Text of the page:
While this is a very oversimplified solution to a more complex national problem, I do suggest that you reflect on your own behaviours. Think back to the last time you ate so many vegetables they made you sick. That’s right, there’s hardly ever an urge to eat copious amounts of real food. Now think, when was the last time only a couple of lollies from a packet was enough? Or just half a teaspoon of Nutella? If you’re anything like me, this is just unrealistic nonsense. Seconds and thirds are almost a certain.
Bad food choices all too often leads to more bad food choices. Moderation becomes more and more frequent. And the priority for eating becomes short term satisfaction through taste rather than according to what your body needs. This results in a self-fulfilling prophecy that progresses through laziness, skipping workouts, getting fat, feeling fat, and so on, until finally that motivation to be healthy comes back. It’s a binge and all of us have been there.
In the recent Joe Rogan Experience podcast, renowned strength and conditioning coach Steve Maxwell said that food addiction easily becomes an issue because we are constantly faced with the problem of being hungry. Unlike cigarettes and alcohol, which can be kicked, we can’t get ourselves away from food. It is ubiquitous and needed for survival.
Just as it becomes very easy to develop bad habits, with a little assistance, good ones are just as simply created, and maintained. Once these good habits are in place, there is less of a need for raw willpower, because you are able to judge for yourself what your body actually wants, as opposed to being influenced by the junk food cravings. A healthy relationship with food is what you ought to aim for. Through this, you’re better able to understand moderation, and use it to your benefit.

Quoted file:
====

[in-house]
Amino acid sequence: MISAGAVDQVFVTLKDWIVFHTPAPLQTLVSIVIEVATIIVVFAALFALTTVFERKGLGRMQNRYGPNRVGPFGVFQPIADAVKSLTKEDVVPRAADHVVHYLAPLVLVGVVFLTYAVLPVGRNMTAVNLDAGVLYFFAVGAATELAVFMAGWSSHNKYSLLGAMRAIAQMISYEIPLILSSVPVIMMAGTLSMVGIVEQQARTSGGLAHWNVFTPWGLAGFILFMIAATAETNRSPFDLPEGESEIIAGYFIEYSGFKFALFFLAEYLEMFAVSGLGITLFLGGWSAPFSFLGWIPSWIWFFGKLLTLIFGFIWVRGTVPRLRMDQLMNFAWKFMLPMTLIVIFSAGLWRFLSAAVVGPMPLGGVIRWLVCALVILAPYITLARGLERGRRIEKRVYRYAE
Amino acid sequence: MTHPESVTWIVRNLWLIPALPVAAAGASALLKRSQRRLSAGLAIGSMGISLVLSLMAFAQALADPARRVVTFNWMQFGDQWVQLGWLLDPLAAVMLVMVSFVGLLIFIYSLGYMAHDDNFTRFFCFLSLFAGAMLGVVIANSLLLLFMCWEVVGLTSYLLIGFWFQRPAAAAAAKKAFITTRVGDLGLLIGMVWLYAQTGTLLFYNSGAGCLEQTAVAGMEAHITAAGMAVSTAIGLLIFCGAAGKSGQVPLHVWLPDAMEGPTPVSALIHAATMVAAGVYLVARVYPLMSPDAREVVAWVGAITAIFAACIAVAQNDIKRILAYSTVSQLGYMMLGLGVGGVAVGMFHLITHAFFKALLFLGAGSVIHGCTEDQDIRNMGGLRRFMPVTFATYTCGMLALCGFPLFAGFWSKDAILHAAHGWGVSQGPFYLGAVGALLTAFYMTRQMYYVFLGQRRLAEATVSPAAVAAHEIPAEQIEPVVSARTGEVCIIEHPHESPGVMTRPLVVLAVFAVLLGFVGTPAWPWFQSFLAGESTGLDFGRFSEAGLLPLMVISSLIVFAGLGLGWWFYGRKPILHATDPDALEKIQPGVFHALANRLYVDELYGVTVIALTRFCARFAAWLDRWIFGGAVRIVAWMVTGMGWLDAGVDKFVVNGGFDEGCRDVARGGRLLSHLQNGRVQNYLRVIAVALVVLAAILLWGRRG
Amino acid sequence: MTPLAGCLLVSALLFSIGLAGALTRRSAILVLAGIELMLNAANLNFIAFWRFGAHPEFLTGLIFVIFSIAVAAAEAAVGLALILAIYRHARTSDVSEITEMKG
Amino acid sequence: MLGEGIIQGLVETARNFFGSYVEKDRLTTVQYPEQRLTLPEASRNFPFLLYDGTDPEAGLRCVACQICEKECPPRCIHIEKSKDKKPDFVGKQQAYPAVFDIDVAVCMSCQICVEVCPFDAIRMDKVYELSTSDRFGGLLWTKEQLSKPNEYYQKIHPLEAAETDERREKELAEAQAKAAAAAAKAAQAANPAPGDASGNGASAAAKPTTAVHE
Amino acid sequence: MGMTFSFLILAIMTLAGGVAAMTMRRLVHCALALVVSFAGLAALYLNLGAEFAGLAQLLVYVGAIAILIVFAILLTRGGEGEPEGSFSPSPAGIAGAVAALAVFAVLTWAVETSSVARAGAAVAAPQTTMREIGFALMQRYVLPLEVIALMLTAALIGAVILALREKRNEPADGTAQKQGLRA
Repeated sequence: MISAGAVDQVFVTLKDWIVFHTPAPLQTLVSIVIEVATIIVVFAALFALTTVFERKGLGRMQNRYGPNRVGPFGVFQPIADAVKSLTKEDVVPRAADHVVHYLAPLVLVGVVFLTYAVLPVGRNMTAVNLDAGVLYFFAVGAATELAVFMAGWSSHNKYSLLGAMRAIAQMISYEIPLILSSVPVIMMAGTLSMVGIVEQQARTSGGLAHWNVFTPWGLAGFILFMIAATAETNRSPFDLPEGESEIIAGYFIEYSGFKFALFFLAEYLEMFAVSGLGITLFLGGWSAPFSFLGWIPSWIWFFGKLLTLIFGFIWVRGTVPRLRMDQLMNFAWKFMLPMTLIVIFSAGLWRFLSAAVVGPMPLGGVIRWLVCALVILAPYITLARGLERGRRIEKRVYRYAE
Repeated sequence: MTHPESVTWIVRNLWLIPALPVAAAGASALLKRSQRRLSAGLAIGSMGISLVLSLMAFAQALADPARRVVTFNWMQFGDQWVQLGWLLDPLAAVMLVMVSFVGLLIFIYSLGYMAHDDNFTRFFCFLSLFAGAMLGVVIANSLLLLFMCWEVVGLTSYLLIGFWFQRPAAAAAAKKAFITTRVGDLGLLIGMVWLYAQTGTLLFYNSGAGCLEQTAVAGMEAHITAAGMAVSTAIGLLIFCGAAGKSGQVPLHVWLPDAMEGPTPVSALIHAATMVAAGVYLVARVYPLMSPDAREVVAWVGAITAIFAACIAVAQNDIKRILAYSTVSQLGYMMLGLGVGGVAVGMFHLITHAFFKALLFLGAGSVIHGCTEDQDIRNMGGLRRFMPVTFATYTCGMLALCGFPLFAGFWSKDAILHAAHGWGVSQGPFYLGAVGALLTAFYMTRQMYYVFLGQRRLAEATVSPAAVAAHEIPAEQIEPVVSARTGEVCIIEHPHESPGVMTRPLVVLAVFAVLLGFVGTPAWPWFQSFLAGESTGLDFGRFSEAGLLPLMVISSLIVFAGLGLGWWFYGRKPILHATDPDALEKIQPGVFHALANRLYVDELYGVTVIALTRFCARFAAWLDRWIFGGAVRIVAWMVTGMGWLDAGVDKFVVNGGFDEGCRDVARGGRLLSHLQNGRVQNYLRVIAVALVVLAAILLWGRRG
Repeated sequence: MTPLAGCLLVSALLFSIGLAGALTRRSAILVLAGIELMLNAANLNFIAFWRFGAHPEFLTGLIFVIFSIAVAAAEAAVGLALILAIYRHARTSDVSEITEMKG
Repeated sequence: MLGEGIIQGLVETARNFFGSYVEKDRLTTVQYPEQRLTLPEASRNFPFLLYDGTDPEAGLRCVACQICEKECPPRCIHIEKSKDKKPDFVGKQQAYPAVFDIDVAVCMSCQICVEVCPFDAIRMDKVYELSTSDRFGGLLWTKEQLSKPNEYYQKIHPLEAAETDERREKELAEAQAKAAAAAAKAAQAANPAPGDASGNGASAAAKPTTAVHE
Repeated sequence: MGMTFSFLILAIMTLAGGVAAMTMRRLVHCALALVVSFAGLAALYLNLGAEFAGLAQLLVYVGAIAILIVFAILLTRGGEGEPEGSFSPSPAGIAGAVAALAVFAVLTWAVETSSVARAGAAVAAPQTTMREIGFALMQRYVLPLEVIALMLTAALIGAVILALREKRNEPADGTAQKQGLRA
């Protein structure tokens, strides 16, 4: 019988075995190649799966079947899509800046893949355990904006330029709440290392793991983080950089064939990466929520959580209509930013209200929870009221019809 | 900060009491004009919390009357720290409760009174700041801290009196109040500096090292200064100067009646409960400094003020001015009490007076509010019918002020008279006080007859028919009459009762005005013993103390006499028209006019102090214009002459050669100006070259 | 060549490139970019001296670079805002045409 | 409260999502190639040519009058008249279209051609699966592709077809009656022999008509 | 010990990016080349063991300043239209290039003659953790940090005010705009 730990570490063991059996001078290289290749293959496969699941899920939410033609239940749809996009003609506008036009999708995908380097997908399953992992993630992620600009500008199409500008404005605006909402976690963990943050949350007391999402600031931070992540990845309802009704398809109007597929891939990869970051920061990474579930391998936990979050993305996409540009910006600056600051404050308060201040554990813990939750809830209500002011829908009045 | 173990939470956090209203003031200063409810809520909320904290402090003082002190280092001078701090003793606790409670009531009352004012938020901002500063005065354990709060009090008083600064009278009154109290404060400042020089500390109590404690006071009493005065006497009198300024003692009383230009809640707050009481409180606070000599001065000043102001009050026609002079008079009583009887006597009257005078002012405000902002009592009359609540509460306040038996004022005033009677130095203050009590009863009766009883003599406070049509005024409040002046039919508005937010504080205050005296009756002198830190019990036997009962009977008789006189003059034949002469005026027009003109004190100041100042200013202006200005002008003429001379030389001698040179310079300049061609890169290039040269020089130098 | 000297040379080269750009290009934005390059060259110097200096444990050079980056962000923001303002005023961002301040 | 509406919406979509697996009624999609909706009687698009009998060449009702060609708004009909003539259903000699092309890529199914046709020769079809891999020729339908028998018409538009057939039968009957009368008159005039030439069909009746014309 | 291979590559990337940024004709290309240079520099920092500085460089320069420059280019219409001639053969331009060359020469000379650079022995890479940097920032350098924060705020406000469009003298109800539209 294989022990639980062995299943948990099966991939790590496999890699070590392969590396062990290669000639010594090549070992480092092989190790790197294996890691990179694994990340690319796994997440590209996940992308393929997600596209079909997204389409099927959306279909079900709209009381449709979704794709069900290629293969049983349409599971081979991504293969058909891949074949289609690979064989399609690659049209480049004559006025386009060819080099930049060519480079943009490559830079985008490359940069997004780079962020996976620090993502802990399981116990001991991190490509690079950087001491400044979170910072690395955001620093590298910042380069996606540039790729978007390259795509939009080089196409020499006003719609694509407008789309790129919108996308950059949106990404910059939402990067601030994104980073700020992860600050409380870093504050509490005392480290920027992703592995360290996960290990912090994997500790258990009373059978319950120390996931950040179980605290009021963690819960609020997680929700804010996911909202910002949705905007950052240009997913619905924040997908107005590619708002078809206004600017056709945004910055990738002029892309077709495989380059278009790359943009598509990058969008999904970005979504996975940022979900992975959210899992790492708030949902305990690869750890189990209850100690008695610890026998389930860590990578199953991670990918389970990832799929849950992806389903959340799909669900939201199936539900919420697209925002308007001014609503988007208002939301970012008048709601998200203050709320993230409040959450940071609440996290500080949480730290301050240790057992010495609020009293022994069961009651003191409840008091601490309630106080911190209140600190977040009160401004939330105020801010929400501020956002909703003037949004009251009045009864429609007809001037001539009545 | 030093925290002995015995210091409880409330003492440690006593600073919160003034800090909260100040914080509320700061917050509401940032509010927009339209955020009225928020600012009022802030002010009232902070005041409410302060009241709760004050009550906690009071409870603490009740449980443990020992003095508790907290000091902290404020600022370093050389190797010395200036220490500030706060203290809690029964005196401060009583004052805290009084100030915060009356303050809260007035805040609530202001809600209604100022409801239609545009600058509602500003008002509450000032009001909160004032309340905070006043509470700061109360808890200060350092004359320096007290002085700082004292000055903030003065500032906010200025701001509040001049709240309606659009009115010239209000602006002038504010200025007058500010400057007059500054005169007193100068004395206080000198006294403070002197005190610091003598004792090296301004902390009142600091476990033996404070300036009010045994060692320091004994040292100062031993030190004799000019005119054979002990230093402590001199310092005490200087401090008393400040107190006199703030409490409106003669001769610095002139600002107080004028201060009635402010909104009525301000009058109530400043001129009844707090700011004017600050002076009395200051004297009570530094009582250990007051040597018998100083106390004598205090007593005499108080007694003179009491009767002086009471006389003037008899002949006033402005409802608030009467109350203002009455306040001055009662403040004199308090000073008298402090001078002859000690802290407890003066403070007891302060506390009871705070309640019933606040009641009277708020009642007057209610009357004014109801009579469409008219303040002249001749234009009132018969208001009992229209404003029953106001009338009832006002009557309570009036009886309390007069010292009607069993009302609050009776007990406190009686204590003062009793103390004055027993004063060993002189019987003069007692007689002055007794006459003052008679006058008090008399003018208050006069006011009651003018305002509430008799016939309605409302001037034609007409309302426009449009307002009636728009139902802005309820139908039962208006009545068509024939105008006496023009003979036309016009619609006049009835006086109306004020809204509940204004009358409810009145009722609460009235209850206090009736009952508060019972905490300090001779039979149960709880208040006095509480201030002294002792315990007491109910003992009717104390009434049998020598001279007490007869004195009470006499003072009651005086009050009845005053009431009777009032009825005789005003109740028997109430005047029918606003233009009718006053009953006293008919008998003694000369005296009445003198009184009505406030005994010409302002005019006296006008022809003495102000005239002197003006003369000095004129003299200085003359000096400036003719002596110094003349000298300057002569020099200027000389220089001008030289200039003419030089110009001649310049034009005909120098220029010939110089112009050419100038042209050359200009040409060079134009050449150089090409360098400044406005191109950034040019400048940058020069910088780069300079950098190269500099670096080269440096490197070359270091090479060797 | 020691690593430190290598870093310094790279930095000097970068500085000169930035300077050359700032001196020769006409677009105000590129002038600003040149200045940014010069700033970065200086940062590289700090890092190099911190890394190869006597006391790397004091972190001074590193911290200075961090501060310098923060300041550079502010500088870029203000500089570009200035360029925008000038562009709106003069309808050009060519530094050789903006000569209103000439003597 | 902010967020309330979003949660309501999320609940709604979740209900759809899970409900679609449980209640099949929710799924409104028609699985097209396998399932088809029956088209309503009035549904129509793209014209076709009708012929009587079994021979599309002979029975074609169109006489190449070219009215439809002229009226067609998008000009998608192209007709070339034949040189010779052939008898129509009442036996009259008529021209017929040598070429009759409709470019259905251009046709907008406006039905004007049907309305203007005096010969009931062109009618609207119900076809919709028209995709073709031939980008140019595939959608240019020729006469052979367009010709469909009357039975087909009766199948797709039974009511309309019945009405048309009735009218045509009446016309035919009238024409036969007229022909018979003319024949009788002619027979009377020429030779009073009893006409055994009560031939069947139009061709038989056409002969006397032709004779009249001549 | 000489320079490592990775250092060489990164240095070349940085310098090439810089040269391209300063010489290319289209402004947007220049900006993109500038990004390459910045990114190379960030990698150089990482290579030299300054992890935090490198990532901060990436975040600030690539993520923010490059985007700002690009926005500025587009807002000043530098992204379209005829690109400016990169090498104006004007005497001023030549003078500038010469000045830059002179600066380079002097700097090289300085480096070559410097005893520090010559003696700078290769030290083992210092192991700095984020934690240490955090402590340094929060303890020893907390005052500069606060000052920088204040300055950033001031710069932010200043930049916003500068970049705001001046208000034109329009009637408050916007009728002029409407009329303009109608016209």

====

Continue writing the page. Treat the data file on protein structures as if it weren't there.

Through effective moderation, you’ll begin to obsess over cheat meals less and less, because if you absolutely, really wanted to cheat, you could. Eventually you become more in tune withy our digestive system, and you’re better able to listen to the cues of your body, signalling when you’re hungry and when you’re full. Furthermore, you refrain from using food as a coping mechanism for issues in other parts of your life.
Tips for improving your relationship with your food:
1. Eat till you’re satisfied, not till you are full.
2. Focus the majority of your diet on a variety of natural wholefoods
3. Minimise the consumption of processed foods.
4. Don’t obsess over minute details
5. Think of health in the longer term, rather than short term.
Enjoy healthy, nutritious food, as part of the bigger picture of life. Your diet should fuel your body andy our soul optimally, not define who you are and what you are about. Restriction and unrealistic dieting practices are stupid, and should be reserved only for textbooks.
Extreme measures will not work for you because they are unsustainable. We are humans that eat food, not machines trying to balance macros. Aim to fuel your body with the best quality food as a matter of habit, and you can allow yourself some room for fun. Healthy living isn’t a race, but a lifestyle to be enjoyed.